A major part of my family history research has been the WW1 military records of both my grandfathers and their brothers. I try to read as many "light" works on the Great War as I can - too much military terminology turns me off and I get lost in the Orders of Battle and can't follow the various tactics and phases of offensives. I don't mean to disparage anybody's books as "light" - I suppose I should say accessible or easy to read. Anyway, this weekend's book has proved to be just that.
Shots from the Front, The British Soldier 1914-1918 is a collection of photographs from all fronts in WW1, selected and written about by Richard Holmes. Holmes is not only a leading military historian, but also a broadcaster (War Walks, Wellington) and here he uses his experience as a presenter to provide an informative and insightful narrative to a wide range of images, from the commonplace to the gruesome. I found this to be an evocative and moving, as well as educational, window into the lives of the men and women who served at the Front.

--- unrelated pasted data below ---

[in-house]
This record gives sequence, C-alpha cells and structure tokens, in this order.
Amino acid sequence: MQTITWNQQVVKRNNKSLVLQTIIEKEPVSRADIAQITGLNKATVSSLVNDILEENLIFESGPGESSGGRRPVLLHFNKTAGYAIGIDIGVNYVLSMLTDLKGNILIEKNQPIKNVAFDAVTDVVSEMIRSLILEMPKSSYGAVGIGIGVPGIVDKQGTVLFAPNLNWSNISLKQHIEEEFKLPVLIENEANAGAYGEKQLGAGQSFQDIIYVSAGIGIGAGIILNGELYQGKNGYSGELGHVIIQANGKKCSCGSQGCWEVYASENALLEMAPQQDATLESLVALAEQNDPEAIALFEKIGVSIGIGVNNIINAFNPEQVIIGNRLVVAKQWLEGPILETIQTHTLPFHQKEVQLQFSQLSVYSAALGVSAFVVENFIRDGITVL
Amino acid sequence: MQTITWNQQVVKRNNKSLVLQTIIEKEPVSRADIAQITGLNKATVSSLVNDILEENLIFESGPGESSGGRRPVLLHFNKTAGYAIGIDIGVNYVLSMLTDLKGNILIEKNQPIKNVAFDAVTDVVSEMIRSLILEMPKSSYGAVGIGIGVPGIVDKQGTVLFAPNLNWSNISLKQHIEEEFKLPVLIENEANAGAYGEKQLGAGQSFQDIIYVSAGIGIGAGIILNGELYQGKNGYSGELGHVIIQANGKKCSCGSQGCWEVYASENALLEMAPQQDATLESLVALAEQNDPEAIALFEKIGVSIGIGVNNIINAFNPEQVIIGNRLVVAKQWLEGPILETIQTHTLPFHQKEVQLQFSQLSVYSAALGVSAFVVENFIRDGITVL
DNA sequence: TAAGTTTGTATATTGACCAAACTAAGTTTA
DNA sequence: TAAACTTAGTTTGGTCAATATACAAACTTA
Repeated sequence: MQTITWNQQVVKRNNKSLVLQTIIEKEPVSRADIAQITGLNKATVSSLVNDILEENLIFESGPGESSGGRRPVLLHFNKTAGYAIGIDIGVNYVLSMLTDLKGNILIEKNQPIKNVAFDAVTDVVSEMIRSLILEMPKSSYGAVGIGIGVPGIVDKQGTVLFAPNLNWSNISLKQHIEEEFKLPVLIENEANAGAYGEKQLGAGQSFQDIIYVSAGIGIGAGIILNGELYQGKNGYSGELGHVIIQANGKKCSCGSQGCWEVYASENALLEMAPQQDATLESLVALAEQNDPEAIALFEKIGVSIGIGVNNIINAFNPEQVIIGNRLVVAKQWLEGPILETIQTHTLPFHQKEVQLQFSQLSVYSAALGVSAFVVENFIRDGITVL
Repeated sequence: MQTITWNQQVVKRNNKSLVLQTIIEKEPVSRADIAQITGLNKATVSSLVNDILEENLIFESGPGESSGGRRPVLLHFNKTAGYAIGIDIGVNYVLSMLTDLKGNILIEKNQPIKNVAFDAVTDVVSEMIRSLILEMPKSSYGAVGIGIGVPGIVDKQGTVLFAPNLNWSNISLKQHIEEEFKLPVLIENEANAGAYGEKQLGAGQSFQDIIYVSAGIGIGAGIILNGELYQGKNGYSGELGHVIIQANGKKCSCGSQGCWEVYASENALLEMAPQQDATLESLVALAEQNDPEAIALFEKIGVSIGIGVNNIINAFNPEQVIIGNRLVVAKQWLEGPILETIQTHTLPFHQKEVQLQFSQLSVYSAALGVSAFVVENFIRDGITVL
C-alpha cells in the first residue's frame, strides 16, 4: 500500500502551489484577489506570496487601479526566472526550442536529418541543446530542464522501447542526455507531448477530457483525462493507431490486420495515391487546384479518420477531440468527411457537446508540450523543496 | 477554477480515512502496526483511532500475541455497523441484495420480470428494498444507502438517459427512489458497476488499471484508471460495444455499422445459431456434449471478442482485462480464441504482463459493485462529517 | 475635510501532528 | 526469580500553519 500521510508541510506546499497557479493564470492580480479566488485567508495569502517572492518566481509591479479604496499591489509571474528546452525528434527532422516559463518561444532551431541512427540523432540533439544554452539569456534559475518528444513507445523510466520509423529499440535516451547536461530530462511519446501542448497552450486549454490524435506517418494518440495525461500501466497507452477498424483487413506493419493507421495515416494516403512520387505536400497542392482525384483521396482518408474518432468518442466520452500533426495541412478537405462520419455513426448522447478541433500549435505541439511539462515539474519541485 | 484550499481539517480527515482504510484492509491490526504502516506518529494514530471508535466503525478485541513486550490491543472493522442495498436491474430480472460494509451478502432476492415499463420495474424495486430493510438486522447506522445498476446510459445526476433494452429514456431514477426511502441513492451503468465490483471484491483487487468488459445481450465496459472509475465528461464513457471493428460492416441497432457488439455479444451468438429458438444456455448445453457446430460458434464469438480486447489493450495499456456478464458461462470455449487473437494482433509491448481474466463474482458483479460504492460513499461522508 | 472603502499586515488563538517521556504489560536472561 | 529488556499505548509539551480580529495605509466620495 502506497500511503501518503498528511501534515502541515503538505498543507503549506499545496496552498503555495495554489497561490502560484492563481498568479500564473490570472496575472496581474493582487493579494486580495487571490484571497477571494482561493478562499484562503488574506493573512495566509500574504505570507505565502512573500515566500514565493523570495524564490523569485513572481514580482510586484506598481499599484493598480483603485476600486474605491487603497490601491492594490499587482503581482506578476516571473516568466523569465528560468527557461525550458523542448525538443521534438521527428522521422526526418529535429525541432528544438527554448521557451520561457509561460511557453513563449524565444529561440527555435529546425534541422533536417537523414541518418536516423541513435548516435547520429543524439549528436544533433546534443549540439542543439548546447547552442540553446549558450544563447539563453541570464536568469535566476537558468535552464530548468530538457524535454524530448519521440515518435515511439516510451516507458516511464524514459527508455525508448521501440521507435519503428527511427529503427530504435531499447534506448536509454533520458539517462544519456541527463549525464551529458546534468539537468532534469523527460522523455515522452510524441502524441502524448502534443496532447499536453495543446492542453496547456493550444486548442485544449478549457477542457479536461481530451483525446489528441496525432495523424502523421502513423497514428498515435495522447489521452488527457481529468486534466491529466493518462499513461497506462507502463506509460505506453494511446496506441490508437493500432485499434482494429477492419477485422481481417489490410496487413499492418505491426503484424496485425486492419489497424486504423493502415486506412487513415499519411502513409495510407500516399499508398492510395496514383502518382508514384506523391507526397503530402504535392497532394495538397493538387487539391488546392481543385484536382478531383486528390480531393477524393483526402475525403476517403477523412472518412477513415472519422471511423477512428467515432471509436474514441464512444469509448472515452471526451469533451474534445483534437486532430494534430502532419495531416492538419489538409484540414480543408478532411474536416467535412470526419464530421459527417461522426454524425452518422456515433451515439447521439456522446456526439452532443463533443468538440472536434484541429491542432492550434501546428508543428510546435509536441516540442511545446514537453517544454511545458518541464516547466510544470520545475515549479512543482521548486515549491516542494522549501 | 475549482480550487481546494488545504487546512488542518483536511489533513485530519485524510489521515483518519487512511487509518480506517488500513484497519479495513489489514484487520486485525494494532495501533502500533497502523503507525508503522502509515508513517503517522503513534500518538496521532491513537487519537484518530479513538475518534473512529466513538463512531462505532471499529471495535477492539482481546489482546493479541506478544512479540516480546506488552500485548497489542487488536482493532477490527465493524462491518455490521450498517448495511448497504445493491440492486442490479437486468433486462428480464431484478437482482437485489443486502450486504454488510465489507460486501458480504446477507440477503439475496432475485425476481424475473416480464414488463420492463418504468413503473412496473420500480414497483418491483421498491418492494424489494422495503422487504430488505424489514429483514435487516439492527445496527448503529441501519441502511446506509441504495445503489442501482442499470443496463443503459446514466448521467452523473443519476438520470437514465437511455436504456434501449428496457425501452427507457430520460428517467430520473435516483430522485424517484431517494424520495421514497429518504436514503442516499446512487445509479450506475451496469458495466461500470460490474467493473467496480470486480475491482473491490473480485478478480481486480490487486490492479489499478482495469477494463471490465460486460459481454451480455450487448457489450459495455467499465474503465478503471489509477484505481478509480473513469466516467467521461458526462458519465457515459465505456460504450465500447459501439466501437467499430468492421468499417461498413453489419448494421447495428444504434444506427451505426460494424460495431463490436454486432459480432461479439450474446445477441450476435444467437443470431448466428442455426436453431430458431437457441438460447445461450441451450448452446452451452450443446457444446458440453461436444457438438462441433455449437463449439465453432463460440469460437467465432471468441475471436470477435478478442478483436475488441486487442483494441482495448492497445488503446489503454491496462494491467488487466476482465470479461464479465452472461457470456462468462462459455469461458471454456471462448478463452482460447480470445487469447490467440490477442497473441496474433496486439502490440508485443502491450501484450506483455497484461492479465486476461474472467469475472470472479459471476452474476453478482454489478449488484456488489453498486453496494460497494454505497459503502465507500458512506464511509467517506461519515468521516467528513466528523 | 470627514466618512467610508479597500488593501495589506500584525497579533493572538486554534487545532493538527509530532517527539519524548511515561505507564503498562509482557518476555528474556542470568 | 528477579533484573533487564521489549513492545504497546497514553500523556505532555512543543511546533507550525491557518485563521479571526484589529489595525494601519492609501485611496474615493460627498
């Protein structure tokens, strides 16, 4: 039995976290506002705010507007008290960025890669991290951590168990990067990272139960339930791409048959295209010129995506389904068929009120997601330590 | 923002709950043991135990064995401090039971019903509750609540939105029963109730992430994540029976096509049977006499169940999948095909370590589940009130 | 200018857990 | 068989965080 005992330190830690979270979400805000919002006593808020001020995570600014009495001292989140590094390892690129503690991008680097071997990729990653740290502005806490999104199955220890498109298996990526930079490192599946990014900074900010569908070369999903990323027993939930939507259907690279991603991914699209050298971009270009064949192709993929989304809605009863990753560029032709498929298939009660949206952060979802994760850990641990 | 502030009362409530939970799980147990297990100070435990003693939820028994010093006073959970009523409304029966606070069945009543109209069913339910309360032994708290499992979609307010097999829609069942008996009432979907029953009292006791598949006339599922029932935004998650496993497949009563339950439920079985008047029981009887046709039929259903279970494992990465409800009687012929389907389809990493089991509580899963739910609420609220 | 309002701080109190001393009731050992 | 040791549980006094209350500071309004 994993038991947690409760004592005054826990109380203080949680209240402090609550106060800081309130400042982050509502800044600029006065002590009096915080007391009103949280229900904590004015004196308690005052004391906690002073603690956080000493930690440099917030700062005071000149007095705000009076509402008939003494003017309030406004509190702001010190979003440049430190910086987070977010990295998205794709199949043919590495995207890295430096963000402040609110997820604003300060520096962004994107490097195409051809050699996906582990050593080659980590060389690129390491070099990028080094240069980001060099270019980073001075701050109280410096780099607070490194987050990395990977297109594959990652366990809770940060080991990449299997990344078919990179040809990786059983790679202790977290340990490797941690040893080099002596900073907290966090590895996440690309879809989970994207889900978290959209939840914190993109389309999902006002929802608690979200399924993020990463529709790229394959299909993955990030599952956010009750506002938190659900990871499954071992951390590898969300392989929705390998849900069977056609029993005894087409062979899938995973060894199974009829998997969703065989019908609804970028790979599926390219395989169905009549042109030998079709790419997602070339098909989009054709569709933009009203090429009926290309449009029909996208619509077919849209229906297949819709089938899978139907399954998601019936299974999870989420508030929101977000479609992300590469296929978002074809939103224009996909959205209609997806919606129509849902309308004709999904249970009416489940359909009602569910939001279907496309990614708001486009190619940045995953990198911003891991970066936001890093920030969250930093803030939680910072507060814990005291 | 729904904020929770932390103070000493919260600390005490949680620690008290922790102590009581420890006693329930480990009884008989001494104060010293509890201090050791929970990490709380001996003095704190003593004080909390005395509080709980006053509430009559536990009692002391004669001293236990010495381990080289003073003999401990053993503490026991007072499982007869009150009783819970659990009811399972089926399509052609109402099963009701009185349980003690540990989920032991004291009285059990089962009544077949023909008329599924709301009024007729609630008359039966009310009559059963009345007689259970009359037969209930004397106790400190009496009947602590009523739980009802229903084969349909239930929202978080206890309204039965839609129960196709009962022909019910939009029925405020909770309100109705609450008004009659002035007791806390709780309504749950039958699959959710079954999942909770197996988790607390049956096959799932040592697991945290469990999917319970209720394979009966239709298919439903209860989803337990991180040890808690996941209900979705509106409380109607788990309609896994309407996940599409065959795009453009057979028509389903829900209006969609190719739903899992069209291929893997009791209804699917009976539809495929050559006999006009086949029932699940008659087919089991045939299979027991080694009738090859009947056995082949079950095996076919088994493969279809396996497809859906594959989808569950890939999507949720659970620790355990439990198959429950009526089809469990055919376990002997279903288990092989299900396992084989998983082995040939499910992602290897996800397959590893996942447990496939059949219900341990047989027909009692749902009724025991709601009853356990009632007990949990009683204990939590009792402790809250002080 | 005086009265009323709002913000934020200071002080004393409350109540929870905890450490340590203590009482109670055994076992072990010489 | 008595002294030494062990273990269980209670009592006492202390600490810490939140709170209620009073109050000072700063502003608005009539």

Key piece of information for me (I am keen to learn how to identify soldiers' units from their uniforms): I can now identify a "gor blimey" cap, know what "collar dogs" are, about long service stripes, overseas stripes and wound stripes. (It's a start!)
Key piece of trivia: If a kite balloon wasn't inflated properly and things went badly wrong, the hydrogen rushed to one end and the balloon "went pear-shaped" - and here I was thinking it was a reference to what happened if you ate too much cake!
Matrilineal Monday: Where Train Got His Name
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